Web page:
Adventures, long drives and belt buckles

A man and woman standing beside one another and both wearing dark sunglasses. They are standing in the engine turbine of a jet aircraft.

Queensland tour was an amazing four weeks in which I drove over 5,000km. While the school shows and public exhibitions were a lot of fun, my highlights were without doubt the adventures I had on the long drives between locations, and the events going on in the towns we were staying in. Along the way I managed to rack up a huge number of fun and exciting life experiences. As a Melbourne girl it was an eye opener to go to a rodeo in Charters Towers and see all the glittery belt buckles, see men jumping off horses to wrestle steers and watch little kids riding bulls.

In Hughenden the whole Science Circus went fossicking for fossils, and found plenty of fossilized shells and turtle bones. In Mt Isa some of the team went and had lunch in an old Melbourne tram (I travelled a long way to have a bit of home!). While in Camooweal we were so close to the border that Nina and I were allowed to drive over into the Northern Territory. In Burketown we were invited to go fishing and croc sighting with the locals, but despite being the barramundi capital of Australia we caught nothing! While we were in Longreach I had the chance to stand in the engine of a Boeing 747 at the Qantas museum, and go to a stockman show which included saddles and bridles covered in fairy lights, a show-stealing horse and plenty of whip cracking. While in Gladstone I went to the annual show that was on. There were Monster Trucks, stuntmen on motorbikes, for the first time in my life I played arcade games (I have a stuffed pony to prove it!) and ate fairy floss like it was going out of fashion.

On one drive I stopped to fossick for sapphires with Dan, and on another drive we went fossicking for thunder eggs, both of which were great fun. Both times we were left to sort through rocks and dirt to find what we were after. Seeing the thunder eggs cut open was really cool, every single one was unique with different crystals formed inside. And it was so amazing to find sapphires amongst the stones we had just been washing! I can’t wait to get them back once they have been cut so I can turn them into a beautiful one-of-a-kind reminder of this year.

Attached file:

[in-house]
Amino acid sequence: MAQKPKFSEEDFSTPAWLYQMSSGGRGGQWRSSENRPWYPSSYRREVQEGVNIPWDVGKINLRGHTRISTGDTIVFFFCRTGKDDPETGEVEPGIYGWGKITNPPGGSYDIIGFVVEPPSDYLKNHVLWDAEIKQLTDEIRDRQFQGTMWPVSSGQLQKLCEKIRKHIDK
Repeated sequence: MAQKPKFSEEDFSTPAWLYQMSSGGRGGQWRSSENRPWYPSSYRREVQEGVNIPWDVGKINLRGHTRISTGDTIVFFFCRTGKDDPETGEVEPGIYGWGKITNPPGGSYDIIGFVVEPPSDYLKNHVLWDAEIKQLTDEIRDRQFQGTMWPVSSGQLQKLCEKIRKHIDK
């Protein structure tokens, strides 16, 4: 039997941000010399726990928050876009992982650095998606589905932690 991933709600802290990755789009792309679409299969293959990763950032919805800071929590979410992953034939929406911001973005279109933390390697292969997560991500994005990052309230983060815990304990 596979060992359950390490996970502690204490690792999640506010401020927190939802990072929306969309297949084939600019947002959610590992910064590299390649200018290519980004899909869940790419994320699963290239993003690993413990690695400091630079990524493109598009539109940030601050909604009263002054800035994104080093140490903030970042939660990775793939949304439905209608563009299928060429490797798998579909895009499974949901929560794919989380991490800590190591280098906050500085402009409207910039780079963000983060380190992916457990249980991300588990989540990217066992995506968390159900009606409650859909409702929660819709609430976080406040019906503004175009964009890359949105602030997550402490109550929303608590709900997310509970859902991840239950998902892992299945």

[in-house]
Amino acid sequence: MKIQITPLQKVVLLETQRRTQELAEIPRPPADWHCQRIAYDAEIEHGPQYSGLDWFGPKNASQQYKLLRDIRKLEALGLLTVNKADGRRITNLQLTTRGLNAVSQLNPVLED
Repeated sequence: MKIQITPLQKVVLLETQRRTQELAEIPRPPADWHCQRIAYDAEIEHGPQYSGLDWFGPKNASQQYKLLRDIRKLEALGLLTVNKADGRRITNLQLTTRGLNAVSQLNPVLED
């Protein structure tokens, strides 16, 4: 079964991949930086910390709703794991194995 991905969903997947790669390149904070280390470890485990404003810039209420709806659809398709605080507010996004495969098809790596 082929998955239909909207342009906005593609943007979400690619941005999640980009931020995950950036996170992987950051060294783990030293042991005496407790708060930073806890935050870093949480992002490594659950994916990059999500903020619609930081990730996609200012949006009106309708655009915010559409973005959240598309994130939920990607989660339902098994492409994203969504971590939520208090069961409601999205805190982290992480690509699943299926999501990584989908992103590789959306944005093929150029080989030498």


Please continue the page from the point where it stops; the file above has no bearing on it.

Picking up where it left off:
There were also plenty of beach combing adventures, stunning sunsets, nighttime trips to the mines, flying foxes, lakes, lookouts and crazy wildlife to see along the way. All in all, it was the most amazing trip, and I can’t wait now for our final tour of the year in Tasmania—to see what experiences we can have there.

Other Stories

Science Circus team members jumping on a jumping pillow

The Tour of Love

The day in a life of a Science Circus presenter is never predictable with highlights creeping up in unexpected places.

by Martha Johnson

A man and woman standing beside one another and both wearing dark sunglasses. They are standing in the engine turbine of a jet aircraft.

Adventures, long drives and belt buckles

Queensland tour was an amazing four weeks in which I drove over 5,000km.

by Phoebe Melvin

A woman wearing sunglasses standing in front of solar square panels.

The Future's Looking Bright

A member of the 2012 team shares some of her thoughts on her first tour with the Science Circus.

by Carly Mooney

A man and woman standing together in an under ground cave.

Finding the colour green in Australia

Driving between towns for school shows felt like a strange yet pleasant mix of Australian bush and English garden.

by Matthew Dunn

Group photo of young men and women in red and blue shirts, standing in front of some large rock bolders.

My First Indigenous Workshop

On tour to the Northern territory we not only reached mainstream schools but also visited remote indigenous communities via 4WD.

by Kiri Beilby

Two men and two women all wearing white hats and sunglasses standing in remote Australia.

Team Supreme do Doomadgee

Our trip to the remote gulf town of Doomadgee was packed with adventure and matching hats.

by Sarah Mason and Jess O’Brien

Two women in red and blue shirts performing to a audience of primary school students.

Green Hills in Gippsland

The final Science Circus tour for 2011 saw us travelling around the Gippsland area in Victoria.

by Aidan Muirhead

Science sounds at the Port Augusta School of the Air

This story comes from our visit to Port Augusta, South Australia, where we had the chance to reach students over hundreds of kilometres through Port Augusta School of the Air.

by Questacon

4 elderly women sitting down with one holding a pink balloon.

The Science Circus isn't just for kids...

The Science Circus travels throughout regional Australia, presenting shows, workshops and hosting exhibitions to people ranging from toddlers to the elderly.

by Sarah Andrewartha